While most commodities have been falling to multi-month or multi-year lows, the wheat market bucked the trend and went on something of a wild bender. In mid-May wheat prices rallied by over $1 per bushel in the space of just five sessions. The rally came unglued over the next two weeks, erasing just about the entire advance (Chart 1).
The reason for the rally was a series of production-related problems for both maturing Northern Hemisphere crops and soon-to-be planted Southern Hemisphere crops.
Very hot weather and strong winds in the US Plains suddenly threatened what was expected to be a bumper crop. The most recent USDA weekly progress report shows that the good-to-excellent portion of the crop fell to 52%, from 54% the previous week. Just a few weeks earlier, that figure had been 60%.
The news from the FSU wasn’t really news at all. Drought and frosts wreaked havoc with wheat crops, particularly in the Ukraine and Kazakhstan well back in February and was documented in Focus on Futures on April 30.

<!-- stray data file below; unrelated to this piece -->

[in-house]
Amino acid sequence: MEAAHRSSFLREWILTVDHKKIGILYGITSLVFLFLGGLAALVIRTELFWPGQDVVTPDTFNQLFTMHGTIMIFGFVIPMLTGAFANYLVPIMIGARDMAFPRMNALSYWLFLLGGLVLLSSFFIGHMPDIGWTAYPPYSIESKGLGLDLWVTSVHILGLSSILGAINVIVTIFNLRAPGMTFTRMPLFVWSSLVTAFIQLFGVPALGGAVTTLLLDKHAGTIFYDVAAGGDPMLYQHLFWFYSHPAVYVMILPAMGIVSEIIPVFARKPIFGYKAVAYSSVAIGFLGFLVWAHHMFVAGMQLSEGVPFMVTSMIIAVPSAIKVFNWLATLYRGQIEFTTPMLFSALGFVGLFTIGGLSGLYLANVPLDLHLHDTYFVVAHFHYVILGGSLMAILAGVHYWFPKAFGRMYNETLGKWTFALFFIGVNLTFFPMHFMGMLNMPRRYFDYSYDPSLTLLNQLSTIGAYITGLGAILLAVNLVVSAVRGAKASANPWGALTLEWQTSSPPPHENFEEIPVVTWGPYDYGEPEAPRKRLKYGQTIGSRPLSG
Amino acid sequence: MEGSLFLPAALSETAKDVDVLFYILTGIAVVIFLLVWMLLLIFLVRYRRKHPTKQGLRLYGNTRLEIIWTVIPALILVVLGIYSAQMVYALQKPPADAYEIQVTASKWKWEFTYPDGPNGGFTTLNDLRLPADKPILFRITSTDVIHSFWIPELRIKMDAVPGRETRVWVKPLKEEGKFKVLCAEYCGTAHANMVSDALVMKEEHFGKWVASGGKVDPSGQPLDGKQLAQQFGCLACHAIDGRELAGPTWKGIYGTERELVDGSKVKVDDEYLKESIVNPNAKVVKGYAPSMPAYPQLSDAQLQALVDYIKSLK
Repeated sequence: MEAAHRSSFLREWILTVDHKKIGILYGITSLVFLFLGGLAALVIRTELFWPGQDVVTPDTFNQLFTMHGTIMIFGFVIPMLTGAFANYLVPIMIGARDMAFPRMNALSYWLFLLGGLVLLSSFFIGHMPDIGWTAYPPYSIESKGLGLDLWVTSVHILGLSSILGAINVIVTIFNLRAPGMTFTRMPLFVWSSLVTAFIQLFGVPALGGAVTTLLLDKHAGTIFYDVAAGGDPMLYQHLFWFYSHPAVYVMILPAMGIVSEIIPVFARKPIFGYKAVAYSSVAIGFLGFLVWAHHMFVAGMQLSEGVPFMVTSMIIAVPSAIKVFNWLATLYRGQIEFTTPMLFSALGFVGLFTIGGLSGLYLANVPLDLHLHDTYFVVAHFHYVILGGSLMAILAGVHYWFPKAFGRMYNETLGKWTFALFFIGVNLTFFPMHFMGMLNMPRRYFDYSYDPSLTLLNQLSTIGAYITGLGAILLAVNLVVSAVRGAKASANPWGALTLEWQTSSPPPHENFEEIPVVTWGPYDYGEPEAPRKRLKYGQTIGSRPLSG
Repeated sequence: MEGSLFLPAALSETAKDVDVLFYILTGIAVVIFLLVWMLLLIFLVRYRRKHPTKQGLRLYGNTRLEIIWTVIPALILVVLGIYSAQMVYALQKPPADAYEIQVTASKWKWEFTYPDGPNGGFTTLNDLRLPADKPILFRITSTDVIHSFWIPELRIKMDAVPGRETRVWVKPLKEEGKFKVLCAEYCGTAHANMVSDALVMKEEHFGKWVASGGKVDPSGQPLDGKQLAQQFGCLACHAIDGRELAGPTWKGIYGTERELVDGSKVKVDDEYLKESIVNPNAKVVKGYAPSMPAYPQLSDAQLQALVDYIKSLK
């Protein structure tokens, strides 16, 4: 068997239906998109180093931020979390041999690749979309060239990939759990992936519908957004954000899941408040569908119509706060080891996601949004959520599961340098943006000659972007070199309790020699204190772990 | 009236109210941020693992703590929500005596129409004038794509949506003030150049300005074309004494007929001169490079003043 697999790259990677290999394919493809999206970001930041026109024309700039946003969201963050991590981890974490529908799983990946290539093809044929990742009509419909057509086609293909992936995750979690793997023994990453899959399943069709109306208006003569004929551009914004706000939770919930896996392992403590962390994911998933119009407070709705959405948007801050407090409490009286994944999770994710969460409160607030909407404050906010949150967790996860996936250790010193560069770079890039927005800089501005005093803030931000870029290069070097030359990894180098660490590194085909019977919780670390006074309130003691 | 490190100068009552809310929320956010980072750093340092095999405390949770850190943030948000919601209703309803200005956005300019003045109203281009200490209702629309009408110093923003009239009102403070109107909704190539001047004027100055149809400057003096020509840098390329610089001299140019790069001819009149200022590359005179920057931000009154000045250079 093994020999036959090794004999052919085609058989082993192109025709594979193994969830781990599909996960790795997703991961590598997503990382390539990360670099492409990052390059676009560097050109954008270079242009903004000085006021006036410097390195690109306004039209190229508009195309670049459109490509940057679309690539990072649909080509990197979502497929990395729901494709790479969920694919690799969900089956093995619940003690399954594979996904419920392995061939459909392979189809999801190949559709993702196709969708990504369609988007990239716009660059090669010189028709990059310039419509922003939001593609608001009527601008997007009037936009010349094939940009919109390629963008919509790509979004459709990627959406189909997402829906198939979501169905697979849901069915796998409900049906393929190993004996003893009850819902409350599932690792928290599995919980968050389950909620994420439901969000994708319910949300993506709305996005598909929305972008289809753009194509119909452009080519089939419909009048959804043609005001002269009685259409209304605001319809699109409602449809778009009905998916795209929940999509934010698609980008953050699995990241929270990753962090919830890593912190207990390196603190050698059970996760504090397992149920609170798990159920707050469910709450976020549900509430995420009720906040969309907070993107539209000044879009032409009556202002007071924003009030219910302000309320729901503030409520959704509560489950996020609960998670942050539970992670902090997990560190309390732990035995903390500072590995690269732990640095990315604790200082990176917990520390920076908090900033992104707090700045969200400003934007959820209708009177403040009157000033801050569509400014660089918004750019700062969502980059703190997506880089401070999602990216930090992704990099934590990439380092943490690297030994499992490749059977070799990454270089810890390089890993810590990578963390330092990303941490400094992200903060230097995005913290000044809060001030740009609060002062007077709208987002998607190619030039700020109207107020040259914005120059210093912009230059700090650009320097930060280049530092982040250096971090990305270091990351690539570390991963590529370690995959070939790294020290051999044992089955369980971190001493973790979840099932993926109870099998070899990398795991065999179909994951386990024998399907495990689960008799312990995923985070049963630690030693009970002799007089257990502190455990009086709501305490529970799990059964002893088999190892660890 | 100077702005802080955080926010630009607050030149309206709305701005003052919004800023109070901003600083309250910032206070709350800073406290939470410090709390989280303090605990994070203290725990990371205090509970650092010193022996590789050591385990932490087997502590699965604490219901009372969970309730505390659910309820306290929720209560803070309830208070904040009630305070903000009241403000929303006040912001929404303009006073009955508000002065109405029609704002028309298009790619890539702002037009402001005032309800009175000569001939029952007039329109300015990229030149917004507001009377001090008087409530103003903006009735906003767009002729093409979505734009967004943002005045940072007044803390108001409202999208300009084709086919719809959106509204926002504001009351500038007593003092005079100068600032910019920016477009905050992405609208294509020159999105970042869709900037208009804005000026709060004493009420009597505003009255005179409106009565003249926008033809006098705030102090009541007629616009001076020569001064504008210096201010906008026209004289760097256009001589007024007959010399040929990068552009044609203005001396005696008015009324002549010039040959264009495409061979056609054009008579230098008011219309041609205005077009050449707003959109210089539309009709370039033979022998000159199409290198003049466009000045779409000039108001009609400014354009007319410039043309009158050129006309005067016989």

Recent estimates put the 2012-13 Ukrainian crop as low as 12 million tonnes, down from 22 million tonnes in 2011-12. That’s below the USDA May estimate of 13 million tonnes. The USDA estimates that exports will fall by only 1 million tonnes, to 4 million tonnes. For that matter, the Agriculture minister claims that exports will remain at last year’s level. Last year’s domestic food and feed usage was close to 15 million tonnes. Supplies for the domestic market will have to be compromised to accomplish maintaining exports at any level. That is one possibility. The other is that the government will restrict exports – although government officials say they intend to honor all export commitments.